Breathe out the Bugs: How to Deal with Panic Attacks

Photo by Sam Valdez on Unsplash



Like I mentioned in my last post, panic attacks happen pretty regularly for me. Living with Generalized Anxiety Disorder means learning and practicing coping mechanisms, breathing techniques, recognizing triggers, and educating friends and family alike to help you with these techniques and so they don’t think you’re a freak.


Okay, so maybe they think I’m a freak regardless.


RECOGNIZE YOUR TRIGGERS


Make sure you recognize your triggers. People often think I’m weird because I’m typically half an hour early to everything. I know that being late is a big trigger for me, so I do what I can to avoid it. Crowded places are a trigger, so I always have an exit strategy when attending social gatherings. Disorganization can be a trigger, so I keep a lot of spreadsheets. I’m currently obsessing over my expense spreadsheet and have already paid most of my bills for December - I’m writing this on December 8.


Clutter is a trigger, but I have two kids so not a lot can be done there. This is where anxiety meds comes in handy!


GO TO YOUR HAPPY PLACE


I have pretty severe social anxiety, so whenever I know I’m going to be in a social situation that is likely to cause an attack, I go to my happy place for a few minutes before entering the situation. Think of a place that makes you happy.


Go ahead, do it now. You’ll want to have this place already picked out so it’s easy to get there in your mind.


My happy place is a pond at a nature park by my parents’ house. I used to go there a lot as a teenager. It’s a large pond with woods behind it. There’s a path through the woods so you can get to the far end of the pond where it’s a bit more secluded. A tree fell over in those woods a long time ago, and it makes the perfect bench to sit on. You’re still hidden by the trees so other people don’t easily see you, and you still have a great view of the pond.


Do you have your happy place picked out? Imagine yourself there, and concentrate on your senses. What do you see, hear, smell, and feel? In my happy place I can see a few ducks floating across the pond. I can hear the sound of leaves rustling and birds chirping. I can smell the water and the grass. I can feel the breeze blowing against my cheek and through my hair.


Next time you know you’re going to enter into a situation that could trigger a panic attack, spend a few minutes in your happy place first. It’ll bring your heart rate down and put you in a better frame of mind to deal with the anxiety.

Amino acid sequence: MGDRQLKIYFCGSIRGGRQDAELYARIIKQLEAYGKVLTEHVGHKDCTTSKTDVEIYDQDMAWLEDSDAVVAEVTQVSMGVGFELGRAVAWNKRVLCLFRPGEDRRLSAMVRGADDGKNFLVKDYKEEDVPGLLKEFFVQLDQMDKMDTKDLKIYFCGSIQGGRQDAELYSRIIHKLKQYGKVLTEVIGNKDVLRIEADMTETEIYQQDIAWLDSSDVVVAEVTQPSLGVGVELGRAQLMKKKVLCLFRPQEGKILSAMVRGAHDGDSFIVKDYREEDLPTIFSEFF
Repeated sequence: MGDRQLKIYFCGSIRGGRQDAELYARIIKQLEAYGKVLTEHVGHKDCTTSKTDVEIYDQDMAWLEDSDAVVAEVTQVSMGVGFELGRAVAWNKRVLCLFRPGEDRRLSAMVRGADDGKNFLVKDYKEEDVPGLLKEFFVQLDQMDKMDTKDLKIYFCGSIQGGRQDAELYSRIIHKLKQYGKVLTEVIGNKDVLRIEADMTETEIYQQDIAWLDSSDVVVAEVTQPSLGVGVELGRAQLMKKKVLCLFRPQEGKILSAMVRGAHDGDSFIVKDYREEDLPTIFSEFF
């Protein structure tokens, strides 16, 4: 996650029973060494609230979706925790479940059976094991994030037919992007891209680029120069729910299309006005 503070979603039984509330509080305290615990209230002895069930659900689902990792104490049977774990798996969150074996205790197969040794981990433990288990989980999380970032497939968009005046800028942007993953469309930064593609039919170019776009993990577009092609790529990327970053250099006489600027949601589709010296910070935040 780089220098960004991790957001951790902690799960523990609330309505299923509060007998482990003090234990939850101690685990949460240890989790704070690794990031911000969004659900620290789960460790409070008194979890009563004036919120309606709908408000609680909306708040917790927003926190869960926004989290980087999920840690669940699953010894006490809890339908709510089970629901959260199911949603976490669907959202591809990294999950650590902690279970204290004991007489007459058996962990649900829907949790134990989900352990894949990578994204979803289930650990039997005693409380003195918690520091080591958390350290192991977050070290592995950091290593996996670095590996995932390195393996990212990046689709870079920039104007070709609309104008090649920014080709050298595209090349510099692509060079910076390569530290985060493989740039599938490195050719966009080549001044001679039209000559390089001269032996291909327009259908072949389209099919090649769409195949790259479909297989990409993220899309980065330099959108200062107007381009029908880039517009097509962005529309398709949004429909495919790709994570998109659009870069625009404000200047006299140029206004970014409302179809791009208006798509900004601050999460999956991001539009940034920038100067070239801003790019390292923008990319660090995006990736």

BREATHING TECHNIQUES


Breathing techniques are the best way to deal with a panic attack when it hits. As soon as you feel one coming on, take 10 deep breaths. Inhale slowly and deeply through your nose and exhale slowly through your mouth. Have you seen The Green Mile? Remember how John Coffey could inhale people’s illnesses and exhale a swarm of bugs? My therapist suggested thinking of that, but instead of taking in the bad and then letting out the bad, you imagine breathing in the good and breathing out the bad. Remember to breathe slowly so you don’t pass out!


Practicing this breathing technique is important. I had known about breathing techniques for quite a while, but told my therapist that I never think to them when I’m in the midst of a panic attack. She said to make sure to practice breathing three to five times a day. An easy way to remember to do this is to attach your practice to an activity you’re sure to do, like going to the bathroom or eating. If you practice often, you are more likely to remember to do your breathing exercise when you have an attack.


EDUCATING FRIENDS AND FAMILY


Educating friends and family about how to help you cope is also very important. I’m not always great at remembering to breathe or go to my happy place, but I have wonderful friends who will remind me to breathe or ask how they can help. One of my partners will ask people prior to social events if there is a safe place for me to escape to if I start getting overwhelmed, and he keeps an eye on my body language. There have been numerous social gatherings where he’s orchestrated a swift exit at the first sign of my fleeting sanity.


The key to beating anxiety is to stay on top of it. Take your meds if you have them, do your breathing exercises, go to your happy place, and remember that it’s not the end of the world – no matter how much it might feel like just that.




Spoilers...


Next time I’ll talk about the affect anxiety has had on my sex life. (Mom, you may want to skip this one!)




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